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Abstract

To determine the effect of encounter methods on patient experience, we evaluated patient experience survey data comparing scores between telehealth and in-person visits and pre-COVID-19 and COVID-19 time periods. Pediatric subspecialty visits were either in-person or via telehealth and received the same 16-question patient experience survey. Top box (5/5) scores were compared between in-person and telehealth visits for pre-COVID-19 and COVID-19 periods as well as between periods for in-person and telehealth visits. In addition, for both time periods and encounter methods, correlation analysis was performed to evaluate best correlation between likelihood to recommend practice and the 15 other survey questions. Comparing the COVID-19 period data, there was a statistically significant difference in the top box likelihood to recommend practice score comparing in-person to telehealth numbers (81.01% vs 87.13%, p = 0.0003). Comparing pre-COVID-19 with COVID-19, this was not true for in-person scores (79.97% vs 81.01%, p = 0.4060) or telehealth scores (82.50% vs 87.13%, p = 0.2084). The question with the highest correlation coefficient to likelihood to recommend practice was how well staff worked together in both time periods and visit methods. We conclude that Likelihood to recommend experience scores were statistically significantly higher for telehealth as compared to in-person pediatric subspecialty ambulatory visits during the COVID-19 pandemic. There were no such differences in likelihood to recommend comparing pre- vs COVID-19 time periods for either in-person or telehealth visits so the change in scoring seems to be related to the mode of care delivery.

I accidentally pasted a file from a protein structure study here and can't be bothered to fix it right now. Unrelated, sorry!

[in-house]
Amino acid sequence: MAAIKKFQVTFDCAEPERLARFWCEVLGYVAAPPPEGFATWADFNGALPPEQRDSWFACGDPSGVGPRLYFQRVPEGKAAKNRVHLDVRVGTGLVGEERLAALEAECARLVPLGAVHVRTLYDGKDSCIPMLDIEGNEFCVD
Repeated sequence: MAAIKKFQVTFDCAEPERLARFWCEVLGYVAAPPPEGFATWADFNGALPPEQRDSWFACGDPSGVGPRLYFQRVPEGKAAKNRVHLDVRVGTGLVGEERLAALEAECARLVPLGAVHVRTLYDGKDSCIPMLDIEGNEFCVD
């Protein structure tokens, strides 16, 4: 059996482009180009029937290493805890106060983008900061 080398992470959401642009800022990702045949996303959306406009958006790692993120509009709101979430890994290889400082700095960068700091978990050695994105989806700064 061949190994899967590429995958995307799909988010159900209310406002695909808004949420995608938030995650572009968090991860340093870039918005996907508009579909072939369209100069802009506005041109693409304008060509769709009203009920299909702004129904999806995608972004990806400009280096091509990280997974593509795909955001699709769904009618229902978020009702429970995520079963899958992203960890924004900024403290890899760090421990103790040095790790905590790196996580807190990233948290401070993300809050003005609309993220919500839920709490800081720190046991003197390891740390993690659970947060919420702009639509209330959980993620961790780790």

Experience Framework

This article is associated with the Policy & Measurement lens of The Beryl Institute Experience Framework. (https://www.theberylinstitute.org/ExperienceFramework).

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